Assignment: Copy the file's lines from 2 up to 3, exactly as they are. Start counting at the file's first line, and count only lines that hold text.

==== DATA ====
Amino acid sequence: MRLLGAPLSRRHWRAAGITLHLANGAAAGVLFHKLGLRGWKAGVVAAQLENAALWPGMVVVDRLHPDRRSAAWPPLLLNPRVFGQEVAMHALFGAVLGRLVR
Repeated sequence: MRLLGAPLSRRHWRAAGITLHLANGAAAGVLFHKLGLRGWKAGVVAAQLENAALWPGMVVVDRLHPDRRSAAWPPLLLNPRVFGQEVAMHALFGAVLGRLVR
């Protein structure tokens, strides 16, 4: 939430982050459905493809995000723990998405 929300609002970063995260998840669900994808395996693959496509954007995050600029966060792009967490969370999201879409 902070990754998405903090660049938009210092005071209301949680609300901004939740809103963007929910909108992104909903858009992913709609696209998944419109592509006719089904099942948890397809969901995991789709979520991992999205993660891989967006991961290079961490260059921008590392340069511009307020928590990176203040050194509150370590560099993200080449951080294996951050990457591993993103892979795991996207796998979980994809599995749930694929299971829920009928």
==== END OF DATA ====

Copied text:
Repeated sequence: MRLLGAPLSRRHWRAAGITLHLANGAAAGVLFHKLGLRGWKAGVVAAQLENAALWPGMVVVDRLHPDRRSAAWPPLLLNPRVFGQEVAMHALFGAVLGRLVR
């Protein structure tokens, strides 16, 4: 939430982050459905493809995000723990998405 929300609002970063995260998840669900994808395996693959496509954007995050600029966060792009967490969370999201879409 902070990754998405903090660049938009210092005071209301949680609300901004939740809103963007929910909108992104909903858009992913709609696209998944419109592509006719089904099942948890397809969901995991789709979520991992999205993660891989967006991961290079961490260059921008590392340069511009307020928590990176203040050194509150370590560099993200080449951080294996951050990457591993993103892979795991996207796998979980994809599995749930694929299971829920009928």